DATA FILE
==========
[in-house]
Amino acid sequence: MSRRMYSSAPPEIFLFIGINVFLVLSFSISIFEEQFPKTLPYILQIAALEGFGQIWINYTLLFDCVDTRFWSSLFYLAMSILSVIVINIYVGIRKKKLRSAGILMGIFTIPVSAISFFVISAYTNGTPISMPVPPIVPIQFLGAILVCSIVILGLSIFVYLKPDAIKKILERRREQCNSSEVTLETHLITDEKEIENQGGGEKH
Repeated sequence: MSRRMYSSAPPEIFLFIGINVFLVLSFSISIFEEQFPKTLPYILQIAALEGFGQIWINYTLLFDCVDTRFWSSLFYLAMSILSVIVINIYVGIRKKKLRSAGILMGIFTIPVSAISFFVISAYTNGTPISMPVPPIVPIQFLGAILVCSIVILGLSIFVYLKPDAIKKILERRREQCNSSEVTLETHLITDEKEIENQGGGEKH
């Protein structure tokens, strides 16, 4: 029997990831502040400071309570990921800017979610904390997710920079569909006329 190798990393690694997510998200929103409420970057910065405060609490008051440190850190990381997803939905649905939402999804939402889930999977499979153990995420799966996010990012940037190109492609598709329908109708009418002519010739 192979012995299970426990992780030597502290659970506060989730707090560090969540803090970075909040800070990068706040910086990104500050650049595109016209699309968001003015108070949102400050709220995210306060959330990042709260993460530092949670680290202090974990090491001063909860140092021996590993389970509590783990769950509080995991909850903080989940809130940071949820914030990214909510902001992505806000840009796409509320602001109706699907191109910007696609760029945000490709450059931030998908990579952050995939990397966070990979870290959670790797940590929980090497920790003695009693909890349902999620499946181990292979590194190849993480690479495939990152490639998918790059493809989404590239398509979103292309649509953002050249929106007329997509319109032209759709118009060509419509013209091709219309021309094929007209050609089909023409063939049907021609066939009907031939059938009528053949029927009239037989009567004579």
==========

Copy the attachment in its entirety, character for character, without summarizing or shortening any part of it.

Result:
[in-house]
Amino acid sequence: MSRRMYSSAPPEIFLFIGINVFLVLSFSISIFEEQFPKTLPYILQIAALEGFGQIWINYTLLFDCVDTRFWSSLFYLAMSILSVIVINIYVGIRKKKLRSAGILMGIFTIPVSAISFFVISAYTNGTPISMPVPPIVPIQFLGAILVCSIVILGLSIFVYLKPDAIKKILERRREQCNSSEVTLETHLITDEKEIENQGGGEKH
Repeated sequence: MSRRMYSSAPPEIFLFIGINVFLVLSFSISIFEEQFPKTLPYILQIAALEGFGQIWINYTLLFDCVDTRFWSSLFYLAMSILSVIVINIYVGIRKKKLRSAGILMGIFTIPVSAISFFVISAYTNGTPISMPVPPIVPIQFLGAILVCSIVILGLSIFVYLKPDAIKKILERRREQCNSSEVTLETHLITDEKEIENQGGGEKH
């Protein structure tokens, strides 16, 4: 029997990831502040400071309570990921800017979610904390997710920079569909006329 190798990393690694997510998200929103409420970057910065405060609490008051440190850190990381997803939905649905939402999804939402889930999977499979153990995420799966996010990012940037190109492609598709329908109708009418002519010739 192979012995299970426990992780030597502290659970506060989730707090560090969540803090970075909040800070990068706040910086990104500050650049595109016209699309968001003015108070949102400050709220995210306060959330990042709260993460530092949670680290202090974990090491001063909860140092021996590993389970509590783990769950509080995991909850903080989940809130940071949820914030990214909510902001992505806000840009796409509320602001109706699907191109910007696609760029945000490709450059931030998908990579952050995939990397966070990979870290959670790797940590929980090497920790003695009693909890349902999620499946181990292979590194190849993480690479495939990152490639998918790059493809989404590239398509979103292309649509953002050249929106007329997509319109032209759709118009060509419509013209091709219309021309094929007209050609089909023409063939049907021609066939009907031939059938009528053949029927009239037989009567004579």